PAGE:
by Karen Schwind
“Amy, meeting in five minutes in room 409.”
Amy’s phone rings. A client has questions about the new system.
“Amy,” the VP’s assistant calls down the hallway, “Mr. Smith is in his office. He wants to speak with you before the meeting.”
When she emerges from a stressful, emotionally charged call with a major client, Amy finds a room full of peers waiting in 409 and the Vice President irate because she has not been to his office. Still feeling the stress and emotional overload from the client call and faced with an irate boss, Amy freezes, unable to make a decision or prioritize the tasks she faces. Brian, Amy’s colleague, tells her to take a deep breath, then get to the VP’s office and he’ll begin the meeting with a topic that does not concern her.
Later, she thinks back on what happened and knows something has to change; she has to manage her stress better or find another job.
The scenario above plays out daily in organizations across the country. Most people realize that doing more with less will continue to be the norm for businesses and non-profits in the foreseeable future. Because of downsizing, employees often find that they are expected to work both in their areas of expertise and in areas for which they have little talent or experience.
And technology makes it more difficult than ever to leave the office at work. As a result of smartphones and laptops, sixty-one percent of Americans work while on vacation—after taking only half of their paid vacation time (Fottrell)! Employees feel stressed and overwhelmed, working long hours with short vacations and knowing that they have to do more with less.
In fact, stress impacts workers to a far greater degree than they are aware and is a key contributing factor to chronic illness and the $2.9 trillion dollars Americans spent on health expenditures in 2013 (CDC, 2015). Sixty-six percent of all visits to primary-care physicians can be attributed to stress. Two hundred million people take medication for stress—everything from aspirin to anti-depressants and heart medications. Seventy-five to eighty-five percent of industrial accidents involve stress. Decreased productivity, short staffing and employee injury are byproducts of stress that greatly impact the overall health and bottom line of the organization.
In Amy’s case, stress controlled the situation and caused her to freeze. Her emotions took over, and she was unable to make critical decisions in a stressful situation. A powerful tool to help individuals such as Amy become aware of the impact of and build resistance to stress is the ARSENAL Assessment. The ARSENAL Assessment identifies the seven best practices for recognizing, coping with and mitigating the effects of stress. A personalized report identifying the individual’s overall stress level and current performance in each of the seven best practices provides the information needed to create a Development Plan for building stress resilience.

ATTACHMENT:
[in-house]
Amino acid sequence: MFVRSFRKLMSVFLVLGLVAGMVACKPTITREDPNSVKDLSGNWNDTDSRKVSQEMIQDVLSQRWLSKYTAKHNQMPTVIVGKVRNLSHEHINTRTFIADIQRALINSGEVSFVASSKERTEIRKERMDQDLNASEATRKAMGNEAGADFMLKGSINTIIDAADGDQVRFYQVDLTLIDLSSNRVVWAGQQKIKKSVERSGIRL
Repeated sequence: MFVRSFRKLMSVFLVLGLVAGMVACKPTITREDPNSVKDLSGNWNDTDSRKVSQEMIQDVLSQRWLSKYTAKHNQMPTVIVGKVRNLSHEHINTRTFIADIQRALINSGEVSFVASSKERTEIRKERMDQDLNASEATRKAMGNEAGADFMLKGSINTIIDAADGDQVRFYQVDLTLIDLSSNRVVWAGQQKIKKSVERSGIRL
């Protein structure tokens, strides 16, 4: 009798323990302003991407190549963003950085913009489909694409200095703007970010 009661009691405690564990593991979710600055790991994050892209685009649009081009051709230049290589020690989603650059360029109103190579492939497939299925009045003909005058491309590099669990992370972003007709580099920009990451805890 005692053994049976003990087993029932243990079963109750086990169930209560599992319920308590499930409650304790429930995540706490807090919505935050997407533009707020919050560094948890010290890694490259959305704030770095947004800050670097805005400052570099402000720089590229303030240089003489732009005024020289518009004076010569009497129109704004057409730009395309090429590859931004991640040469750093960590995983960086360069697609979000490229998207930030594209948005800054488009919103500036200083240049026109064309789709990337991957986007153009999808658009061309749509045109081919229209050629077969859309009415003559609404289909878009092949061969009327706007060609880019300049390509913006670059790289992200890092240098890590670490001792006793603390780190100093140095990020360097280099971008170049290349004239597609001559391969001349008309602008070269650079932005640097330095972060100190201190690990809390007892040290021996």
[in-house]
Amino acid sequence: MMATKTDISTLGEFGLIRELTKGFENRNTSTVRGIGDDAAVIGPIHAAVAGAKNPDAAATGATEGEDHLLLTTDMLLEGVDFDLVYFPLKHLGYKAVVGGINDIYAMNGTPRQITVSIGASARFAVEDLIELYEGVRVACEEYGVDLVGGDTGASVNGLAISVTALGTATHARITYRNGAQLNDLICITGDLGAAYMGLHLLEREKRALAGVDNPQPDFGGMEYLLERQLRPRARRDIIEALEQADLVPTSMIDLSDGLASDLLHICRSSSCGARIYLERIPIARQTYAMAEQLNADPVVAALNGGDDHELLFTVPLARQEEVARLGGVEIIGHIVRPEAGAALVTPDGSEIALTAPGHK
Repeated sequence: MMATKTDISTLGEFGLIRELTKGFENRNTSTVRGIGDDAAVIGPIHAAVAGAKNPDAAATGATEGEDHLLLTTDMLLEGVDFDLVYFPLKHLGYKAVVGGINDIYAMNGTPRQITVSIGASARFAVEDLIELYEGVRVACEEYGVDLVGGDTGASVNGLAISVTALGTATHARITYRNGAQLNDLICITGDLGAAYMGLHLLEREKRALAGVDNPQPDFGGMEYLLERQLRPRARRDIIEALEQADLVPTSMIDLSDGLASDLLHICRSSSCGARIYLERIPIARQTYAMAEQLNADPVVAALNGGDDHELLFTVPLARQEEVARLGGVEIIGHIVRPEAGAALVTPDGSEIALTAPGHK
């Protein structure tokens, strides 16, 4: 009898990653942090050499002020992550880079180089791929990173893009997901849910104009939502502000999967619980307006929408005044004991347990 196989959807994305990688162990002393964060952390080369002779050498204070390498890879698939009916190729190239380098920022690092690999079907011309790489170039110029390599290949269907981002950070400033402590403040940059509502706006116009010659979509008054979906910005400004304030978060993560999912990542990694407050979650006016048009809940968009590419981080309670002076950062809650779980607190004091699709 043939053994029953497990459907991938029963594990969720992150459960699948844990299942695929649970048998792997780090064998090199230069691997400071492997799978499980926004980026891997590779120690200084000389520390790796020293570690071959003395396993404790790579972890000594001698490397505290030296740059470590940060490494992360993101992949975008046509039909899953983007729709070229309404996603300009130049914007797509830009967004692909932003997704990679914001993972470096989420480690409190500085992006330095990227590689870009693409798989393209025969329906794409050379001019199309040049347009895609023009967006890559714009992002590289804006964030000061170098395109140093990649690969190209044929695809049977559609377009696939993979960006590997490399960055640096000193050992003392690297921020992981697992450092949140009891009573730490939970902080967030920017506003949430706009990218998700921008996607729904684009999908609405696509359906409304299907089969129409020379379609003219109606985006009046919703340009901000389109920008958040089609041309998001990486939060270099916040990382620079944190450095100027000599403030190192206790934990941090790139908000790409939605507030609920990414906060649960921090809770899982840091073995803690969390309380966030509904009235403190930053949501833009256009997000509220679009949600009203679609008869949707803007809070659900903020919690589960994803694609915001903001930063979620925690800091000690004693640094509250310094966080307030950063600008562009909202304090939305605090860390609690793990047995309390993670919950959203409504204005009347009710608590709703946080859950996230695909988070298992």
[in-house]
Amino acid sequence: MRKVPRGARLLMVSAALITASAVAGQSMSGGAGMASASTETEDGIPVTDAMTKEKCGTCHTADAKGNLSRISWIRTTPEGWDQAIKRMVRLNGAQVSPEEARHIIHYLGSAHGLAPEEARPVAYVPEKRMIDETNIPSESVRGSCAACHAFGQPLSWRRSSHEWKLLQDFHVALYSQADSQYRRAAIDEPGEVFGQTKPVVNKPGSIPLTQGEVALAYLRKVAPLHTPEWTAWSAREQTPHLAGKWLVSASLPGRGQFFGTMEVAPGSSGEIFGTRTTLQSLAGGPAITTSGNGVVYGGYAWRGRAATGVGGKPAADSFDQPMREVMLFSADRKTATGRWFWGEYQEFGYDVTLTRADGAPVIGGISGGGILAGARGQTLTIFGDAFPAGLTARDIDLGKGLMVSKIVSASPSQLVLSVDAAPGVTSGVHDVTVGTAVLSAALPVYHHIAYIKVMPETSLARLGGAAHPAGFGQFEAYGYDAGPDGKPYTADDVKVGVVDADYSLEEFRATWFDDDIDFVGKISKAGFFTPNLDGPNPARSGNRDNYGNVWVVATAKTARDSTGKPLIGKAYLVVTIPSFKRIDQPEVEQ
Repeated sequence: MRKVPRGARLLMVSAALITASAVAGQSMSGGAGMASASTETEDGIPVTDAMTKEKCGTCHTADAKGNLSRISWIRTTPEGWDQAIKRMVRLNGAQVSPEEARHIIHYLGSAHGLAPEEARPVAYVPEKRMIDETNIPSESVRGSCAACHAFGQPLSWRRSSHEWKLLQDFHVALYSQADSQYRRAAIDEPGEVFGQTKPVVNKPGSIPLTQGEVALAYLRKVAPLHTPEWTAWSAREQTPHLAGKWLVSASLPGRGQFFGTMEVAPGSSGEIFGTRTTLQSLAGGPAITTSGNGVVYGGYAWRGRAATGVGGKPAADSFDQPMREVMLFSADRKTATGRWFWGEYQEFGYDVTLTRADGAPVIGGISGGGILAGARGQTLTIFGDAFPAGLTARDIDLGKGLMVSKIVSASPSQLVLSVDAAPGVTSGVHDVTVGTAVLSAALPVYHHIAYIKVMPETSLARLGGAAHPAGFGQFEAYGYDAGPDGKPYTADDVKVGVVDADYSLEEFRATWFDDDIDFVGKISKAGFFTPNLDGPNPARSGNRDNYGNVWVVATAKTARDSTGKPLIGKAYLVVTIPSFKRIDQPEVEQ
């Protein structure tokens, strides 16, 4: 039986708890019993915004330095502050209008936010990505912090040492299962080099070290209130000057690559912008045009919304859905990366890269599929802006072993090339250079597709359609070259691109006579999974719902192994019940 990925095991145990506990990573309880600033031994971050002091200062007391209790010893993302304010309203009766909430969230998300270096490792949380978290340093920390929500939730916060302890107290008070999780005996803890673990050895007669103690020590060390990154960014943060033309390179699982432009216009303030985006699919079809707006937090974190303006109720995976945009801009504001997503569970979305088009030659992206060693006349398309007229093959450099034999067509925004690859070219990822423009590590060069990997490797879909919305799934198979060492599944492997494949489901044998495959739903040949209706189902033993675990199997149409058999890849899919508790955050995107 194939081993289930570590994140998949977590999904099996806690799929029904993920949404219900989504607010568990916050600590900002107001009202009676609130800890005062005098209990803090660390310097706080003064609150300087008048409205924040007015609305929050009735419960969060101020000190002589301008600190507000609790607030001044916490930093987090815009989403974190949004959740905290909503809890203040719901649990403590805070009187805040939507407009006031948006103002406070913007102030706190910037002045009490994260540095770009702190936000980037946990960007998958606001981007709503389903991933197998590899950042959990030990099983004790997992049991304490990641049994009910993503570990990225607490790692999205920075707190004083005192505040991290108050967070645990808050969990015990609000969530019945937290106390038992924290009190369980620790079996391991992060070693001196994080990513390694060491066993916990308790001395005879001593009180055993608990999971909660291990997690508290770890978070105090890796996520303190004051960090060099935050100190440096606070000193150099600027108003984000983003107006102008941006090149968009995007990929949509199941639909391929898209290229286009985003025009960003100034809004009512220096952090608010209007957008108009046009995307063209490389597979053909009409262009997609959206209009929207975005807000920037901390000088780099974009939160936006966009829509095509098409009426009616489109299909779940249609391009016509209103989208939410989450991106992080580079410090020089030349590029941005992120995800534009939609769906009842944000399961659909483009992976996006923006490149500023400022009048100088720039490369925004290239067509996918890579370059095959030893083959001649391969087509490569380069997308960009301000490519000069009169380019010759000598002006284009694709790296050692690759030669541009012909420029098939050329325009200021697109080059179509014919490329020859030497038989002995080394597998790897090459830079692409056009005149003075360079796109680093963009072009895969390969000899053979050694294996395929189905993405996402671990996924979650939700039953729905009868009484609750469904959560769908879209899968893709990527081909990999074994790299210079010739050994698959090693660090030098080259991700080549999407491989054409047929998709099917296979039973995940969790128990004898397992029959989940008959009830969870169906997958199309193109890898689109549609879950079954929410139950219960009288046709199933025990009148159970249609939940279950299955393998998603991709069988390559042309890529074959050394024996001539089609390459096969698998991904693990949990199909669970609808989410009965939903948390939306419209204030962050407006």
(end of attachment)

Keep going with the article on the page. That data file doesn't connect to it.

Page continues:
Being able to recognize and combat the signs and symptoms of stress is crucial for professionals, but stress resilience is imperative to the day-to-day operations within all levels of any organization. Become more aware of stress, its impact on you and which tools you can use to reduce and combat stress when it occurs by taking the ARSENAL Assessment. This first step will help your organization and team build the resilience it needs to handle stress. Help yourself and your team build stress resilience so that you are ready today for what comes tomorrow.
Fottrell, Q. (2014). Americans only take half of their paid vacation. Marketwatch. Retrieved at http://www.marketwatch.com/story/americans-only-take-half-of-their-paid-vacation-2014-04-03
Martin, S. (2012). Our health at risk. Monitor, 43 (3), 18. Retrieved from
Health Expenditures. (2013). CDC/National Center for Health Statistics. Retrieved from
The ARSENAL Assessment can help you manage stress, develop stress resilience and make better decisions. It is based on the ARSENAL Model (above) of the seven best practices that are key to resisting the negative effects of stress. ARSENAL measures your overall level of stress as well as how well you are doing now in each of these seven areas.
To learn more about the ARSENAL Assessment, including how to become certified, contact HPS, Inc., at 706-769-5836/800-535-8445 or visit here.
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